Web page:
Author Archives: Geri Loizzo

Noble Struggle

by Geri Loizzo

The Noble Eightfold Path
1) Right View, 2) Right Intention, 3) Right Speech, 4) Right Action, 5) Right Livelihood, 6) Right Effort, 7) Right Mindfulness, 8) Right Concentration

As I sit down to write this reflection on the Noble Eightfold Path, my wandering mind searches for a point of connection to the here and now. The Buddha’s ancient guidelines seem to map the path as a clear straight line to be traversed step by step by anyone and everyone committed to following in his footsteps. But it’s not so clear how those of us struggling to live more mindfully in today’s stressful world can best apply that map in our own everyday lives.

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I Want That!

by Geri Loizzo

One of my favorite stories found in the Jewish tradition was told to me by my dear teacher, Yogini Mary Reilly Nichols. It’s a story of a young man who goes to see a famous rabbi and is asked by a friend, “are you going to hear the rabbi speak?” “No,” replies the young man, “I am going to watch the rabbi tie his shoes.” He did not mean this as a joke, and he understood that the embodied qualities of enlightenment which the rabbi exuded in his very being, could offer powerful inspiration that he could intuit.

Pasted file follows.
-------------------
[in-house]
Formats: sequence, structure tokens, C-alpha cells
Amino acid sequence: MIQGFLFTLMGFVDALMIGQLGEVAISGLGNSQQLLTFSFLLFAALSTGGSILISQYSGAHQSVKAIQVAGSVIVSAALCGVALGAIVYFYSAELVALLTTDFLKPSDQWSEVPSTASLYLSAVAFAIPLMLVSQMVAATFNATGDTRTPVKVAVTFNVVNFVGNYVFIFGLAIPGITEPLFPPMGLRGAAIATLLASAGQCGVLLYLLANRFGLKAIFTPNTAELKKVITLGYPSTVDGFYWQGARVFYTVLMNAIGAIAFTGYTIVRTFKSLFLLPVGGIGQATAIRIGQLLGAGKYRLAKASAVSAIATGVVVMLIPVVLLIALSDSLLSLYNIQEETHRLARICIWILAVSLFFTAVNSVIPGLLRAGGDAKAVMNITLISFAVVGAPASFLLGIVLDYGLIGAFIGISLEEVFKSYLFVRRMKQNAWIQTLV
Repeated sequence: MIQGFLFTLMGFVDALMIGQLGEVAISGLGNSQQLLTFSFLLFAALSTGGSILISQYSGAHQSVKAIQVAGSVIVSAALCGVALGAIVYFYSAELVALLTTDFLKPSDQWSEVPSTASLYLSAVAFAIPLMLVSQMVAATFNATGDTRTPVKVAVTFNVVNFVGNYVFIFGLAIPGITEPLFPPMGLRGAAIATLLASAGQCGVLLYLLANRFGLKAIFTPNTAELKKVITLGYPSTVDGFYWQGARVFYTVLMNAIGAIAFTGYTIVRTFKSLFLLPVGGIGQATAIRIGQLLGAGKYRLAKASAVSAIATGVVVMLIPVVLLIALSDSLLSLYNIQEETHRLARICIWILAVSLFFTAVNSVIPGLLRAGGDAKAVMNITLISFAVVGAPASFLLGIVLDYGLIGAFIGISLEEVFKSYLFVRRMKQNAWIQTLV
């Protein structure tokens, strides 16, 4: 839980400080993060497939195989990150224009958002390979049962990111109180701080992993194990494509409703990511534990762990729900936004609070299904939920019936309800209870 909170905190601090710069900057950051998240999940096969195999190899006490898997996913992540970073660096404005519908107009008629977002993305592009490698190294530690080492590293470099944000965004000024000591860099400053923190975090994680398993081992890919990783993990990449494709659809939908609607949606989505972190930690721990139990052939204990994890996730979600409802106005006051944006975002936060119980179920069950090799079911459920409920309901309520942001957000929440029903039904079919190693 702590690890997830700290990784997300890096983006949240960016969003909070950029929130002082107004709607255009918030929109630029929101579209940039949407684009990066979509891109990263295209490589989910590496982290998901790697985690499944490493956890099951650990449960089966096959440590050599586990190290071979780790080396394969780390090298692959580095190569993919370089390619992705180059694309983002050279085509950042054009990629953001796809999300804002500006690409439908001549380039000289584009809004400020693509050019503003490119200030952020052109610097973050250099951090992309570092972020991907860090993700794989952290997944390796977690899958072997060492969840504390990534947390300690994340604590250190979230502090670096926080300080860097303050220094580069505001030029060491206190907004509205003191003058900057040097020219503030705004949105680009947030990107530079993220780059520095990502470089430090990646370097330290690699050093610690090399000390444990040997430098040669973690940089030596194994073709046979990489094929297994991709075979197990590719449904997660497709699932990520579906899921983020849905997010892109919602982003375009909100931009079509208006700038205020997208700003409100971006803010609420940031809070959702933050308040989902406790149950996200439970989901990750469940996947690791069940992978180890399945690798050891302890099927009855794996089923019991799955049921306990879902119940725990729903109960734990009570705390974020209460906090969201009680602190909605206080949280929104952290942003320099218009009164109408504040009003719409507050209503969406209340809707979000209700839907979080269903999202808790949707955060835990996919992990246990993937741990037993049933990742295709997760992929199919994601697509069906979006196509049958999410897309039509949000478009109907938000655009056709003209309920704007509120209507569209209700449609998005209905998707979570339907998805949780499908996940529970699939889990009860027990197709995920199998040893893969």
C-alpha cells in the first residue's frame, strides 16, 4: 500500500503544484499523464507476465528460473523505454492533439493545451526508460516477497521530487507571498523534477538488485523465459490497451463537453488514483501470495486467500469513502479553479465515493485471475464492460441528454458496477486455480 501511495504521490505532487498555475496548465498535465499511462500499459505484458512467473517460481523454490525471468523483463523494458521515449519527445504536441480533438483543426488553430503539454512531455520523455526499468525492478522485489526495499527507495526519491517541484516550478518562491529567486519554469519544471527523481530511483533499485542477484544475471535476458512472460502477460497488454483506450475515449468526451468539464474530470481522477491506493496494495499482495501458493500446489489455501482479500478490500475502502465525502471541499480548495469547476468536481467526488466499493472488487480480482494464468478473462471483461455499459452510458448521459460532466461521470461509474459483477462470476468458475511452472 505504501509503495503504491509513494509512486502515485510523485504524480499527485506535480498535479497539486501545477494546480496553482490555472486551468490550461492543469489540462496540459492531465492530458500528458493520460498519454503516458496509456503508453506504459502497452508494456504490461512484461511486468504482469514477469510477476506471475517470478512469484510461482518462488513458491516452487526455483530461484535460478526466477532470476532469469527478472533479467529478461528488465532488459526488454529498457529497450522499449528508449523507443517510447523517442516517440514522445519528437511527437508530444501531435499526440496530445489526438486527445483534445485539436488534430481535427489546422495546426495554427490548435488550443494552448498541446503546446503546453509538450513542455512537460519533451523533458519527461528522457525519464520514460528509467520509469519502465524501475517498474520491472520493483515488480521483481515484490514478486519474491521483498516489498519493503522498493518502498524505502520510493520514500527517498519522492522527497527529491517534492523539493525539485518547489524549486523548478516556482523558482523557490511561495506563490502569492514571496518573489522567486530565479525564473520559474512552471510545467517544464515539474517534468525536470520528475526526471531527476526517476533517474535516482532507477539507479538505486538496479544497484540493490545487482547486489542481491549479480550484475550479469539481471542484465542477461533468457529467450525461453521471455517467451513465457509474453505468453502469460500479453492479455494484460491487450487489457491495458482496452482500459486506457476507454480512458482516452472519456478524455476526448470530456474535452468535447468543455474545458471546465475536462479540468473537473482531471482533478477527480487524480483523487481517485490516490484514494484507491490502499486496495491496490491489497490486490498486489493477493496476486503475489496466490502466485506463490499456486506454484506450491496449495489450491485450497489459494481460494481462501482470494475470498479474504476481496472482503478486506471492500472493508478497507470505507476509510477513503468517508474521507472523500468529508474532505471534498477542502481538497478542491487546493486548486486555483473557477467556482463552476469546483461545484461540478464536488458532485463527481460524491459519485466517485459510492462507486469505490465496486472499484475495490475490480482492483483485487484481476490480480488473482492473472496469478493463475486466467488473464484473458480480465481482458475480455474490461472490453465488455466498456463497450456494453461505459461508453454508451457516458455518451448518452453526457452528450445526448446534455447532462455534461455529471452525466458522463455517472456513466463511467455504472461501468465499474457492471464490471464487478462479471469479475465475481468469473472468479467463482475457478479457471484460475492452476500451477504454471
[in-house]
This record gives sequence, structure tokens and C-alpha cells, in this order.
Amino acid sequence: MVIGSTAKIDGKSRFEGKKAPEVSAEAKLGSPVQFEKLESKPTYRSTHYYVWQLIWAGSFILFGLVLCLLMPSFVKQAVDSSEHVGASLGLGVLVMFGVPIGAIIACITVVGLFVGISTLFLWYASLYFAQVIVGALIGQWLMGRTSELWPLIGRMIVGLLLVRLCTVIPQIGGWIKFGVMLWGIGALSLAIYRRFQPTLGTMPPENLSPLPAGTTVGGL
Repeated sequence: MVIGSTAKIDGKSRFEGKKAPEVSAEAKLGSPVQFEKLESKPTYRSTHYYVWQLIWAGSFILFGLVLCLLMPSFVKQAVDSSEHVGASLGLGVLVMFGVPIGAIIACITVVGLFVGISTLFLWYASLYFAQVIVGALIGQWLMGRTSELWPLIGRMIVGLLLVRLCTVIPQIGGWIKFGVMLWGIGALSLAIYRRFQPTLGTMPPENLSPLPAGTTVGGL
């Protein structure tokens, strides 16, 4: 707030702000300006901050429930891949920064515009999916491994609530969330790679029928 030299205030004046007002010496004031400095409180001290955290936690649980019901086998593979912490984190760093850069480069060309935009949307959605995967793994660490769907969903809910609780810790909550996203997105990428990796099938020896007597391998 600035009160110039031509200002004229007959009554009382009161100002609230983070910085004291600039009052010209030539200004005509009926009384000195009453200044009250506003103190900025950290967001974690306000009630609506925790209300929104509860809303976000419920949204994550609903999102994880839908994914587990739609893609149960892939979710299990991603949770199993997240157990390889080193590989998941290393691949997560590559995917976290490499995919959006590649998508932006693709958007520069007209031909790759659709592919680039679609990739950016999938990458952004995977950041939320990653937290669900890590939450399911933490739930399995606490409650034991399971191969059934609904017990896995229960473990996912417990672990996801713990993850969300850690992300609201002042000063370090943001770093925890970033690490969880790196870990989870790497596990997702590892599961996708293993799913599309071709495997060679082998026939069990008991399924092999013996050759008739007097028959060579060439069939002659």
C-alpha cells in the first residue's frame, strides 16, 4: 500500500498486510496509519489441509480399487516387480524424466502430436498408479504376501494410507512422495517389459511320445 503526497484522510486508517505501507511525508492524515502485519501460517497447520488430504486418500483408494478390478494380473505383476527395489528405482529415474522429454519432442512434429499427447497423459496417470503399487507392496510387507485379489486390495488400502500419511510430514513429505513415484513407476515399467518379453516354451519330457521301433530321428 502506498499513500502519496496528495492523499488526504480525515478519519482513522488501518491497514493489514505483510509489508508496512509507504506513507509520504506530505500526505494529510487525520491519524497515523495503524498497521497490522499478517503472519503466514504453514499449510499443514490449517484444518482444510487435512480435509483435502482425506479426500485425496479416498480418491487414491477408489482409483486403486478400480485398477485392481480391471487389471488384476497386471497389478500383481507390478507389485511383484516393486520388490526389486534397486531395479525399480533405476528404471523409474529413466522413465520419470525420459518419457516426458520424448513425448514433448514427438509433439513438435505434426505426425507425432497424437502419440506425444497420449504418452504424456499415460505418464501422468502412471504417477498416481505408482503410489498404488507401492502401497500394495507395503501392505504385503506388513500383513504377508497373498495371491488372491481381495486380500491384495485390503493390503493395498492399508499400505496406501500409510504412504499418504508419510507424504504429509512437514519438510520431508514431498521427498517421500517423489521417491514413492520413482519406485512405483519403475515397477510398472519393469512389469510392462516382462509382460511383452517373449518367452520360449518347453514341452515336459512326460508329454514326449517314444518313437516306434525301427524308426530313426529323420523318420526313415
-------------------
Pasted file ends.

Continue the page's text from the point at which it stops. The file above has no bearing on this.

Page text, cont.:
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What’s Not to Love about Compassion?

by Geri Loizzo

There’s a reason why I’m so excited about our upcoming Meditation Teacher Training in Compassion. Though we benefit greatly from Mindfulness as the way of personal freedom, or the vehicle for not getting caught up in the stresses of everyday life, it is compassion practice that takes us back to Mindfulness’ ethical roots. Historical Buddha, after all, declared that every mind is noble regardless of race, class or gender. In that sense, his remarkable insights, the four noble truths, were radically compassionate at their very core.

Students and teachers gather for graduation photo at the conclusion of our last training. Congratulations everyone!

Compassion Training is a treasure of practices that have the potential to soften the heart, protect from stress, and bring us closer to our fellow human beings in an ever-widening circle of kin. They are a social gift that keeps on giving.

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